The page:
Opinion: Lax landfill oversight is just one of many good reasons to limit out-of-state trash

Published: 2/26/2023 7:00:24 AM
Modified: 2/26/2023 7:00:14 AM

Eliot Wessler lives in Whitefield and works with a number of grassroots organizations in NH's North Country.

Congratulations to the Concord Monitor for the recent article documenting the lax oversight of New Hampshire’s landfills. The article shines a hot light on the problems at the municipally-owned Conway landfill, and makes clear that these problems have been festering for a long time due to the chronic (and continuing) under-staffing and underfunding of NH’s Department of Environmental Services (DES).

Even worse problems are popping up at New Hampshire’s privately-owned landfills compounded by two additional factors: the lack of any real-time control over the types of and sources of trash that such landfills can accept, and the aggressive litigation by privately-owned landfills that many fear makes DES reticent to take action for permit violations.

A case in point is the NCES landfill in Bethlehem, owned by Casella Waste Systems. DES did recently crack down on NCES a bit, finding that NCES was being overfilled in violation of its permit. Predictably, Casella filed suit against DES but ultimately withdrew the suit. But it’s a wide open question how many other violations may have occurred at the NCES landfill that were not flagged by DES due to resource constraints and/or fear of litigation.

One incident that NCES could not make fly under the radar is the recent 150,000+ gallon leachate spill, the largest such accident in New England. Casella didn’t even report the spill to DES until two days after it occurred, at which point Casella commissioned what it characterized as an “audit” of the spill. But the “audit” was done by one of Casella’s prime contractors with an obvious conflict of interest. So much for self-regulation.

Back to leachate. It’s the toxic juice, full of PFAS and other toxic chemicals, that accumulates at all landfills. The best case is all of the leachate is collected at the landfill site and then hauled away in tankers to wastewater treatment plants. From there the wastewater with mixed-in leachate is released, usually into a river (into the Merrimack River in the case of NCES). But sometimes, at the landfill or somewhere along the way, there are accidents.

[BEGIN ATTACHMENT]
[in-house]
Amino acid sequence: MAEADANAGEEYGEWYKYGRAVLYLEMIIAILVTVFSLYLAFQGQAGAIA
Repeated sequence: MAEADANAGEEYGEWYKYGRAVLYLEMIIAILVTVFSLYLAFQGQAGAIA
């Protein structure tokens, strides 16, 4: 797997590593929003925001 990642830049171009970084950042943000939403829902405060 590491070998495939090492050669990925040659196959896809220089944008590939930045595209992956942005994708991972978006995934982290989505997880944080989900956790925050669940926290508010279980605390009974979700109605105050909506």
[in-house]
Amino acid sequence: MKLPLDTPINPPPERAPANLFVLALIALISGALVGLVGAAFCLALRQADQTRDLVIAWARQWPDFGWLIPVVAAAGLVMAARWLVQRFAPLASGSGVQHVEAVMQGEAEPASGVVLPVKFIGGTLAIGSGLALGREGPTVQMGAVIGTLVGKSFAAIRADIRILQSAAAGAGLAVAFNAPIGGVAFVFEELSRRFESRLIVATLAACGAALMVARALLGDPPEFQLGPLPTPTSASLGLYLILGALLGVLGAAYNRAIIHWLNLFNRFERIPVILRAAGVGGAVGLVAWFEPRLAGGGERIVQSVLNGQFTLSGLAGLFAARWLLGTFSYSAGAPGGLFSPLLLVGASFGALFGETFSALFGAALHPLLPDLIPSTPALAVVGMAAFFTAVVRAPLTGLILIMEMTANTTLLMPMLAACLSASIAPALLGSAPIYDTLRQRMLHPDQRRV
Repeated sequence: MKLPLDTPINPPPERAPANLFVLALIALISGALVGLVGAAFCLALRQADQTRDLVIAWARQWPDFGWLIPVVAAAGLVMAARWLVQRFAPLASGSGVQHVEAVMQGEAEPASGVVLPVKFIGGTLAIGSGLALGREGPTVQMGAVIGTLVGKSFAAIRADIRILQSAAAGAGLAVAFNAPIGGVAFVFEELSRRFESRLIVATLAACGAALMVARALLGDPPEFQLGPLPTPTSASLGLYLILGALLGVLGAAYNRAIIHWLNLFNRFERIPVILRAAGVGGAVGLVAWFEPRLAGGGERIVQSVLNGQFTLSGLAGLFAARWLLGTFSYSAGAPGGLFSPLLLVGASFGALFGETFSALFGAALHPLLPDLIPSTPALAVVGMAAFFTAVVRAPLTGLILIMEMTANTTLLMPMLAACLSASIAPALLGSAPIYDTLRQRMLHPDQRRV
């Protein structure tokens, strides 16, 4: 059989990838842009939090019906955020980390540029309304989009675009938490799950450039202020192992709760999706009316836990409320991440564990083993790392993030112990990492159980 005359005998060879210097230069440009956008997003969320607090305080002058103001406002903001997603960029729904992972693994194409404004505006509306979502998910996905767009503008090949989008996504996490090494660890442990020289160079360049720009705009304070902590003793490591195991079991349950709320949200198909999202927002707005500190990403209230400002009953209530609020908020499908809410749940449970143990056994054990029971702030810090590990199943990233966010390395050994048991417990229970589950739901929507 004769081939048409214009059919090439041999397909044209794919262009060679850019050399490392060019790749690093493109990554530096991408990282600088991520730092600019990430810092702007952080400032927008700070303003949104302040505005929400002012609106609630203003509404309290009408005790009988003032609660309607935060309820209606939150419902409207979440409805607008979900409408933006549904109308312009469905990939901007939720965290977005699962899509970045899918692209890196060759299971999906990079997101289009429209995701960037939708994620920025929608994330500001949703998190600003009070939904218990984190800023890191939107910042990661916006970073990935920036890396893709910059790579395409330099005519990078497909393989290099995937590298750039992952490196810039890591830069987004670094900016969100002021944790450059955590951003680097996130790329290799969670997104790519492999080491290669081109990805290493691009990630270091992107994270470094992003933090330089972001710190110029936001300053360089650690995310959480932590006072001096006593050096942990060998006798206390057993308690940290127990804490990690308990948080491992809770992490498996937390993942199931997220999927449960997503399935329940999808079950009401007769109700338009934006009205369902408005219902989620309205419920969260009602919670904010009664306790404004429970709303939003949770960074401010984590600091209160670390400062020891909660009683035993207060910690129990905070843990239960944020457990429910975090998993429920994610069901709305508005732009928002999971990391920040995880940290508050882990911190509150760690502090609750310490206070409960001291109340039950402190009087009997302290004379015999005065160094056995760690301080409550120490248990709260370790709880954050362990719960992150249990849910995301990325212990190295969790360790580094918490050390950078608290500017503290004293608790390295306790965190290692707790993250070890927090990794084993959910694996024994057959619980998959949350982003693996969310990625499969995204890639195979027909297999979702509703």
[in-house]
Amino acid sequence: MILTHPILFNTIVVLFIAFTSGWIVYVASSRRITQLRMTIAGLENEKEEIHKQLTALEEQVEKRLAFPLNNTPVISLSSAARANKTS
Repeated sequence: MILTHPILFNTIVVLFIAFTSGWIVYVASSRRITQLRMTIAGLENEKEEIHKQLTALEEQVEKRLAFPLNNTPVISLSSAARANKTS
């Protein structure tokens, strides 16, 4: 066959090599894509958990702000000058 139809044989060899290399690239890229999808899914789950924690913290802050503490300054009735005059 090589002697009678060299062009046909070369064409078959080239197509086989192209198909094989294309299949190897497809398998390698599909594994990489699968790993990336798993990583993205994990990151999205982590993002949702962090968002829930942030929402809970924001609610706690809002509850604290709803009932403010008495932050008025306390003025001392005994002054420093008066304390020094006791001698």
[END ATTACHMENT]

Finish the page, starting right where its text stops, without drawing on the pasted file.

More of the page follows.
It would be nice to be able to say that Casella voluntarily tested for PFAS contamination at the NCES spill site, or that DES required it to do such testing. But neither of those things happened. It is truly sad that the people who live near the spill site probably will never know whether their water supply wells were contaminated with PFAS due to the spill.

All this is backdrop for the fact that the Concord Monitor article is getting mentioned and is having a positive effect. At a recent NH Senate Energy & Natural Resources Committee hearing, one bill considered (SB 267-FN) would have required DES to undertake a rulemaking on the permitting and operation of advanced recycling facilities. At the hearing the consensus seems to have been that if DES isn’t providing effective oversight of existing landfills because it is understaffed and underfunded as described in the article, then asking DES to take on such a new and difficult challenge is a bad idea.

The other bill (SB 159) would actually lessen the burden on DES’ strained resources. It would do this by requiring all newly constructed landfills to serve limited geographic areas, so that going-forward there would be more local control over the amount and type of trash that can be landfilled.

But the main point of SB 159 is to recognize that it is the landfills that serve unlimited geographic areas that are causing our state to be overrun by out-of-state trash. Half of all the waste that is currently landfilled in New Hampshire originates from out-of-state, primarily from Massachusetts. No other state in New England accepts that much out-of-state trash. The fact that New Hampshire has let this situation develop should be an embarrassment to us all.

Other states in New England have already taken sensible measures to control the amount of out-of-state trash that will be accepted for landfilling. We need to do the same.

SB 159 is a common-sense way to ensure that our state has sufficient landfill capacity to meet our own in-state needs, but closes off the wide-open spigot from Massachusetts. It will cost the taxpayers of New Hampshire nothing. Moreover, it reflects New Hampshire values. It will take a lot of the decision-making out of the hands of large out-of-state corporations and put control where it belongs — at the state and local level.

The objections to SB 159 that individual senators and DES have seem trivial compared to the benefits, and in any case are easily fixable. Our state needs to act now because New Hampshire is on a glide path to becoming the dumping ground for all of New England. Nobody in New Hampshire wants that.

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